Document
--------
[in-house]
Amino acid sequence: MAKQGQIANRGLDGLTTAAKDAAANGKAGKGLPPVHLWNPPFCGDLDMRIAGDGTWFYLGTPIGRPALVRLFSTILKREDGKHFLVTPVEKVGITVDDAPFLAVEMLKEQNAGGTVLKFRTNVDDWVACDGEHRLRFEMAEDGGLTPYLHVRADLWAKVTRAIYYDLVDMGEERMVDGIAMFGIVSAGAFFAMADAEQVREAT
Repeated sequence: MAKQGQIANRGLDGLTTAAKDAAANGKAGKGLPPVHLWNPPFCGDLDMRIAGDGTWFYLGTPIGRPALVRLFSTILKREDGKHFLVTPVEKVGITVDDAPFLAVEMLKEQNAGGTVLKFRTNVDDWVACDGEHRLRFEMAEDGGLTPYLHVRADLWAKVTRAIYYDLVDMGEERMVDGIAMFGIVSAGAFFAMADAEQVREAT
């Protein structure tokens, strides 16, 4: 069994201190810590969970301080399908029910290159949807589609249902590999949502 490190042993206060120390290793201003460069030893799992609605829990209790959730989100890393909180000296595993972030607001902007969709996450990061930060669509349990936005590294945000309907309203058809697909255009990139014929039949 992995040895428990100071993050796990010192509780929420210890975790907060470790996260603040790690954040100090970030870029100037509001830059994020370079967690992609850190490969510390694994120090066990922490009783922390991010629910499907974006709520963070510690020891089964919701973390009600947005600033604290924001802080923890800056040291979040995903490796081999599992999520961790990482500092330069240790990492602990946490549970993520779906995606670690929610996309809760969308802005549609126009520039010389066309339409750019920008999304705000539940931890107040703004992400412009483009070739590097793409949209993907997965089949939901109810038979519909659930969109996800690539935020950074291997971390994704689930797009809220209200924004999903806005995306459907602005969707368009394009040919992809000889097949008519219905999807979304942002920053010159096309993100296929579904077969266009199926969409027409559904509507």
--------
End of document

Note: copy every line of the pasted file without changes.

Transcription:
[in-house]
Amino acid sequence: MAKQGQIANRGLDGLTTAAKDAAANGKAGKGLPPVHLWNPPFCGDLDMRIAGDGTWFYLGTPIGRPALVRLFSTILKREDGKHFLVTPVEKVGITVDDAPFLAVEMLKEQNAGGTVLKFRTNVDDWVACDGEHRLRFEMAEDGGLTPYLHVRADLWAKVTRAIYYDLVDMGEERMVDGIAMFGIVSAGAFFAMADAEQVREAT
Repeated sequence: MAKQGQIANRGLDGLTTAAKDAAANGKAGKGLPPVHLWNPPFCGDLDMRIAGDGTWFYLGTPIGRPALVRLFSTILKREDGKHFLVTPVEKVGITVDDAPFLAVEMLKEQNAGGTVLKFRTNVDDWVACDGEHRLRFEMAEDGGLTPYLHVRADLWAKVTRAIYYDLVDMGEERMVDGIAMFGIVSAGAFFAMADAEQVREAT
């Protein structure tokens, strides 16, 4: 069994201190810590969970301080399908029910290159949807589609249902590999949502 490190042993206060120390290793201003460069030893799992609605829990209790959730989100890393909180000296595993972030607001902007969709996450990061930060669509349990936005590294945000309907309203058809697909255009990139014929039949 992995040895428990100071993050796990010192509780929420210890975790907060470790996260603040790690954040100090970030870029100037509001830059994020370079967690992609850190490969510390694994120090066990922490009783922390991010629910499907974006709520963070510690020891089964919701973390009600947005600033604290924001802080923890800056040291979040995903490796081999599992999520961790990482500092330069240790990492602990946490549970993520779906995606670690929610996309809760969308802005549609126009520039010389066309339409750019920008999304705000539940931890107040703004992400412009483009070739590097793409949209993907997965089949939901109810038979519909659930969109996800690539935020950074291997971390994704689930797009809220209200924004999903806005995306459907602005969707368009394009040919992809000889097949008519219905999807979304942002920053010159096309993100296929579904077969266009199926969409027409559904509507």